In terms of lifestyle there is also an emphasis on the “gospel” being fleshed out tangibly: for example, the offering for the fellow-believers from a Jewish background in Jerusalem, being described as “the obedience that accompanies your confession of the gospel of Christ” (2 Corinthians 9:13). The apostle also highlights the issue of having table-fellowship freely with gentile Christians (Galatians 2:11-14), of the breaking down of racial barriers between Jew and gentile (Ephesians 3:6), and of the material support of gospel ministry (Philippians 1:5; 4:15). Gospel preachers like Paul, Silas and Timothy also share their very lives with new Christians (1 Thessalonians 2:8). Christian conduct and lifestyle too is intended to be lived in “a manner worthy of the gospel of Christ” (Philippians 1:27).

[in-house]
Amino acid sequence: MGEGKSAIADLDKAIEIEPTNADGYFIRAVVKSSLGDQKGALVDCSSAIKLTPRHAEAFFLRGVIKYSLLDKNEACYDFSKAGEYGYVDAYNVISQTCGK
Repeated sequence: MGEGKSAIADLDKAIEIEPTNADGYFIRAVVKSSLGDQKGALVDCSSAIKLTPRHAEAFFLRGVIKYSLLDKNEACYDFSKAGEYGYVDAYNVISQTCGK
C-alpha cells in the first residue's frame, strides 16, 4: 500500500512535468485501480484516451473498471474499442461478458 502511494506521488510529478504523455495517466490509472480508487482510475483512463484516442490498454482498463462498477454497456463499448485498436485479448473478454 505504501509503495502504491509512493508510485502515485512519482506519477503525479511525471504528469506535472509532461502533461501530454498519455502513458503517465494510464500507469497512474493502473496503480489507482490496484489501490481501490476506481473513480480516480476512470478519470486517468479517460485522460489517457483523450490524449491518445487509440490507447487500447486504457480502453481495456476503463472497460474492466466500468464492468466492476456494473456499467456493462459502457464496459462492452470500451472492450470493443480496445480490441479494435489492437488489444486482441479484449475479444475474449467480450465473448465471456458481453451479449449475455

The scope of “gospel” proclamation is ultimately to be “to every creature under heaven” (Colossians 1:23). Thus, Paul has a big heart for preaching Jesus where he is not currently known (Romans 15:20).  For example, using Rome as a springboard for Spain (Romans 15:24), and using Corinth as a springboard for “the regions beyond” that great city (2 Corinthians 10:16). Indeed, his main God-given calling is to minister pretty exclusively to the gentiles (Galatians 2:7). Paul’s clear experience is that “all over the world this gospel is bearing fruit and growing” (Colossians 1:6). Even a spell of illness was used providentially by God to get Paul to preach to those in Galatia (Galatians 4:13), and his imprisonment too was ironically used to further promote the gospel’s proclamation in Rome (Philippians 1:12).